Re: microdata use cases and Getting data out of poorly written Web pages

On May 11, 2009, at 1:34 AM, Sam Ruby wrote:

> Maciej Stachowiak wrote:
>> Hey Ben,
>> I seem to recall you said before that RDFa was designed without  
>> considering the requirements of text/html, and that it should not  
>> be seen as constraining the text/html syntax. You also described  
>> most of the deployments of RDFa in text/html you cite below as  
>> "experimental", and said they should not be considered to make the  
>> text/html syntax a done deal.
>> Given this, I do not give great weight to your objection. You can't  
>> have it both ways.
> There is the (considerably smaller) issue of what markup should be  
> valid in XHTML5.

True, and conflicting use of the name "property" is definitely  
problematic in this context.

> It also appears that Ben's objection could be addressed by simply  
> picking a name other than 'property' for that particular attribute.   
> To date, HTML5 development has given consideration not only to specs  
> as written, but also to tooling as deployed.  I'd go further and say  
> that HTML5 has gone to great lengths to NOT break even small  
> percentages of the web as it is practiced today, independent of  
> whether or not such practices are well advised or ill advised.

Perhaps Ben can clarify his objection, but my understanding is that  
the use of the name 'property' is not the only detail he objects to.  
It seems that his primary objection is that the proposal "gratuitously  
ignores much existing spec work and much existing deployment," with  
the conflict in attributes named "property" an additional concern.

> All other features in HTML5 have varying degrees of implementation  
> and deployment experience.  At the moment, Ian's proposal appears to  
> be speculative - as in "seems like it would work".  I would hope to  
> see a similar level of deployment effort for this proposal before we  
> make a final determination as to whether or not it makes the cut for  
> Last Call.

I don't have strong feelings about Ian's proposal either way. I have  
given it some brief study, but I agree that it's a late-breaking  
feature not yet proven by implementation or use. I would not have a  
problem with HTML5 going to Last Call without it.

However, I do think that Ben's broader objection is ill-founded.

I think a fruitful exercise to apply to this proposal would be to  
determine wether microdata markup following this proposal could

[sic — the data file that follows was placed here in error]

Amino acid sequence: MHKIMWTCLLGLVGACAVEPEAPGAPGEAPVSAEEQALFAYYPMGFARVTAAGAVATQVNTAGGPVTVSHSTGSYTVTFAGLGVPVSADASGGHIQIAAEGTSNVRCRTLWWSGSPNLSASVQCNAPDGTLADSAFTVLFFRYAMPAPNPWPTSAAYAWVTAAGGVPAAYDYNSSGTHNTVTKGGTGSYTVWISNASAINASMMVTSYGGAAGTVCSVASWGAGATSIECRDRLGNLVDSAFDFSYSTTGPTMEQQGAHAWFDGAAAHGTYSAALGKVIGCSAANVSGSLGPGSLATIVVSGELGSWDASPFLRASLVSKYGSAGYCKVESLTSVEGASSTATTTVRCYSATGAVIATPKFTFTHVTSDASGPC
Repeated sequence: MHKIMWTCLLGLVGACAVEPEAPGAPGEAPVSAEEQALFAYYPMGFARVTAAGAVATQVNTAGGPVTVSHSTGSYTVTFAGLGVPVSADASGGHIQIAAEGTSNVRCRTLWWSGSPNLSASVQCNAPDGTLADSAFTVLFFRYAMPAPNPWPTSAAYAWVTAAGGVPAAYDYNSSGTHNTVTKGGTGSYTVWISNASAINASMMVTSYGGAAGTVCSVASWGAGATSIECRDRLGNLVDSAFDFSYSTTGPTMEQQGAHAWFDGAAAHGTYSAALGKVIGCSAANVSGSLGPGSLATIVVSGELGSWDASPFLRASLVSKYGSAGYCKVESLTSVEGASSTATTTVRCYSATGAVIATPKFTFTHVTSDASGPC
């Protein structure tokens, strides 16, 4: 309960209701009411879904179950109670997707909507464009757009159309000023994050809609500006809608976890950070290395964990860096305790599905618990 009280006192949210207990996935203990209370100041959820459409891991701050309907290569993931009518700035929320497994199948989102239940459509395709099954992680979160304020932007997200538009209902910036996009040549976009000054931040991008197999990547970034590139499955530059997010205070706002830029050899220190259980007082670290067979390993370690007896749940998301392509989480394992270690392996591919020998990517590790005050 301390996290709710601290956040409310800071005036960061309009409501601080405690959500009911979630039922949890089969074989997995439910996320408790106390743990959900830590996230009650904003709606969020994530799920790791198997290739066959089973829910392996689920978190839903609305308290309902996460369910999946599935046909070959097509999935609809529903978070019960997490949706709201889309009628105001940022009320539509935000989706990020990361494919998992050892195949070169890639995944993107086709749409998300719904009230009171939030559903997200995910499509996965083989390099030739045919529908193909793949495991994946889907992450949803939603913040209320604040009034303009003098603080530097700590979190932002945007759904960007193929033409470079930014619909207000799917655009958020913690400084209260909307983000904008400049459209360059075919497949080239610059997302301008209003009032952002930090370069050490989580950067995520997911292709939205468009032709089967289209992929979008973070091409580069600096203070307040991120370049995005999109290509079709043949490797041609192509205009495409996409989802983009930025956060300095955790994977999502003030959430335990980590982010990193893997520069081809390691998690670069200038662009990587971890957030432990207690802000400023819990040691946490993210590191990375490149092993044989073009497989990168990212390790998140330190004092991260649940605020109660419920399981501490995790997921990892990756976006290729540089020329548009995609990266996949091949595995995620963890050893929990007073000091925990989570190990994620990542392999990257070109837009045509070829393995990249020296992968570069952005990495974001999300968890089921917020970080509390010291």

readily be extracted as RDF. RDF already has many concrete syntaxes; I  
gather that what RDF experts consider important is the underlying data  
model. Can data marked up as Ian suggests be extracted as RDF triples?  
It seems to me this is what is most important for those who wish to  
interoperate with an RDF toolchain.


>> Regads,
>> Maciej
> - Sam Ruby
>> On May 10, 2009, at 4:38 PM, Ben Adida wrote:
>>> Sam Ruby wrote:
>>>> It appears that Ian is on the cusp of making a proposal.  It may  
>>>> turn out to be something that people can live with, and if so,  
>>>> I'll be glad to declare consensus
>>> The proposal is up, and, as Creative Commons rep, I cannot live  
>>> with it (it's not even close, frankly.)
>>> First, this gratuitously ignores much existing spec work and much  
>>> existing deployment (Yahoo, CC, MySpace, Slideshare, the UK  
>>> government, the US government, etc.) with a number of use cases  
>>> that are simply not taken into account (Manu has discussed these  
>>> at length on the WHATWG list). When another spec solves the  
>>> problem and has been deployed by significant players, the first  
>>> step is to consider how that spec can be integrated to the fullest  
>>> extent.
>>> So, I cannot live with something that throws away existing  
>>> important implementations of the *exact* same use cases for no  
>>> valid technical reason. The cost to existing implementors is far  
>>> too high.
>>> In addition, this proposal *specifically* conflicts with RDFa by  
>>> reusing RDFa attributes (i.e. @property) with a different  
>>> interpretation. In other words, of all possible approaches to the  
>>> problem, the HTML5 group chose an approach that specifically  
>>> conflicts with the only other existing W3C spec for the given use  
>>> cases. I think this may be a W3C first.
>>> I absolutely cannot live with that.
>>> I note, as a side point, that it's fairly clear this conflict was  
>>> by design (since it was said that @property is "borrowed from  
>>> RDFa"). In other words, whereas typical W3C groups go out of their  
>>> way to prevent conflict with other specs, this group is currently  
>>> actively creating conflict.
>>> -Ben

Received on Monday, 11 May 2009 08:56:45 UTC